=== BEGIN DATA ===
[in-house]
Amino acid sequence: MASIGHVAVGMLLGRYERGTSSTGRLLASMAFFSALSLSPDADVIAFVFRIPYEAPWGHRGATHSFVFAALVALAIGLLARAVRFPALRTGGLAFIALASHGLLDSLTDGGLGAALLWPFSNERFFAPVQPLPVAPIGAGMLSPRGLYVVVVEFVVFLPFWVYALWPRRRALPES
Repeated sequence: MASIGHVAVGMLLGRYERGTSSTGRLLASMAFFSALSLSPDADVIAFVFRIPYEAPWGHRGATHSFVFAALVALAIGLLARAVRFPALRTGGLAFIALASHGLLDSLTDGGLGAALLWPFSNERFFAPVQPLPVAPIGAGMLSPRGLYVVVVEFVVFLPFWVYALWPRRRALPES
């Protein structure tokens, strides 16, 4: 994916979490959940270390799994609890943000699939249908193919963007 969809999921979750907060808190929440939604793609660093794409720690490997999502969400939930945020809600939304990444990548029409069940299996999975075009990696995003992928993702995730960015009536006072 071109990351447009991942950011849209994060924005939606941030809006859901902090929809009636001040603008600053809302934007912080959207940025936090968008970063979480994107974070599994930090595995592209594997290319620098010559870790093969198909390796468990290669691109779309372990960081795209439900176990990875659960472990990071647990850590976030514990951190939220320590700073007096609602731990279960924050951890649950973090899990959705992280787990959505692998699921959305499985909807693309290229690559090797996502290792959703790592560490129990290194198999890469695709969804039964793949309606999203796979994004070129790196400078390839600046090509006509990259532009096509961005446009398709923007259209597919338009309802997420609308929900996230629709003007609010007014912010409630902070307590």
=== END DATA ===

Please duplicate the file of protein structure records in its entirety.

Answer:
[in-house]
Amino acid sequence: MASIGHVAVGMLLGRYERGTSSTGRLLASMAFFSALSLSPDADVIAFVFRIPYEAPWGHRGATHSFVFAALVALAIGLLARAVRFPALRTGGLAFIALASHGLLDSLTDGGLGAALLWPFSNERFFAPVQPLPVAPIGAGMLSPRGLYVVVVEFVVFLPFWVYALWPRRRALPES
Repeated sequence: MASIGHVAVGMLLGRYERGTSSTGRLLASMAFFSALSLSPDADVIAFVFRIPYEAPWGHRGATHSFVFAALVALAIGLLARAVRFPALRTGGLAFIALASHGLLDSLTDGGLGAALLWPFSNERFFAPVQPLPVAPIGAGMLSPRGLYVVVVEFVVFLPFWVYALWPRRRALPES
């Protein structure tokens, strides 16, 4: 994916979490959940270390799994609890943000699939249908193919963007 969809999921979750907060808190929440939604793609660093794409720690490997999502969400939930945020809600939304990444990548029409069940299996999975075009990696995003992928993702995730960015009536006072 071109990351447009991942950011849209994060924005939606941030809006859901902090929809009636001040603008600053809302934007912080959207940025936090968008970063979480994107974070599994930090595995592209594997290319620098010559870790093969198909390796468990290669691109779309372990960081795209439900176990990875659960472990990071647990850590976030514990951190939220320590700073007096609602731990279960924050951890649950973090899990959705992280787990959505692998699921959305499985909807693309290229690559090797996502290792959703790592560490129990290194198999890469695709969804039964793949309606999203796979994004070129790196400078390839600046090509006509990259532009096509961005446009398709923007259209597919338009309802997420609308929900996230629709003007609010007014912010409630902070307590």